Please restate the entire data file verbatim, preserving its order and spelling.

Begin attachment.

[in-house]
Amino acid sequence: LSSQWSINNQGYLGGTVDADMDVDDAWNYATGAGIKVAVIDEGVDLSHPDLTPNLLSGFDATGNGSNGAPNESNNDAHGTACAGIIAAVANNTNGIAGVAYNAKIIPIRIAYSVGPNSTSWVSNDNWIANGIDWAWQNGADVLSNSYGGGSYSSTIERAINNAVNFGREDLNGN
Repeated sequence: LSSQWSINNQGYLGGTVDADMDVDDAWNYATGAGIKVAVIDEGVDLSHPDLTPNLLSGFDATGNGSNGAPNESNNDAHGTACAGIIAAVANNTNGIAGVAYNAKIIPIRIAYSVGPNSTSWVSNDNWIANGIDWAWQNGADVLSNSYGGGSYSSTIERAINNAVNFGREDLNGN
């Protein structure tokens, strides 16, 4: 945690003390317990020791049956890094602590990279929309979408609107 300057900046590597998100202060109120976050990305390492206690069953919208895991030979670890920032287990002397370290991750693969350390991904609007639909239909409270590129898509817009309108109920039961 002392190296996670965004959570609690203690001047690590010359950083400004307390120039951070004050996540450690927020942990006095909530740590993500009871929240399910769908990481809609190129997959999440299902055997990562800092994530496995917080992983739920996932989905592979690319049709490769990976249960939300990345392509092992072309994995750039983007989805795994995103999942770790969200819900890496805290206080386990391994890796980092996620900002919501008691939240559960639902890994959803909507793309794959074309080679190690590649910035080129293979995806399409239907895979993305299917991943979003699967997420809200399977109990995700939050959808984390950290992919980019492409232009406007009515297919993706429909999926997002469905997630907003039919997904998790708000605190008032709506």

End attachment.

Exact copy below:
[in-house]
Amino acid sequence: LSSQWSINNQGYLGGTVDADMDVDDAWNYATGAGIKVAVIDEGVDLSHPDLTPNLLSGFDATGNGSNGAPNESNNDAHGTACAGIIAAVANNTNGIAGVAYNAKIIPIRIAYSVGPNSTSWVSNDNWIANGIDWAWQNGADVLSNSYGGGSYSSTIERAINNAVNFGREDLNGN
Repeated sequence: LSSQWSINNQGYLGGTVDADMDVDDAWNYATGAGIKVAVIDEGVDLSHPDLTPNLLSGFDATGNGSNGAPNESNNDAHGTACAGIIAAVANNTNGIAGVAYNAKIIPIRIAYSVGPNSTSWVSNDNWIANGIDWAWQNGADVLSNSYGGGSYSSTIERAINNAVNFGREDLNGN
């Protein structure tokens, strides 16, 4: 945690003390317990020791049956890094602590990279929309979408609107 300057900046590597998100202060109120976050990305390492206690069953919208895991030979670890920032287990002397370290991750693969350390991904609007639909239909409270590129898509817009309108109920039961 002392190296996670965004959570609690203690001047690590010359950083400004307390120039951070004050996540450690927020942990006095909530740590993500009871929240399910769908990481809609190129997959999440299902055997990562800092994530496995917080992983739920996932989905592979690319049709490769990976249960939300990345392509092992072309994995750039983007989805795994995103999942770790969200819900890496805290206080386990391994890796980092996620900002919501008691939240559960639902890994959803909507793309794959074309080679190690590649910035080129293979995806399409239907895979993305299917991943979003699967997420809200399977109990995700939050959808984390950290992919980019492409232009406007009515297919993706429909999926997002469905997630907003039919997904998790708000605190008032709506």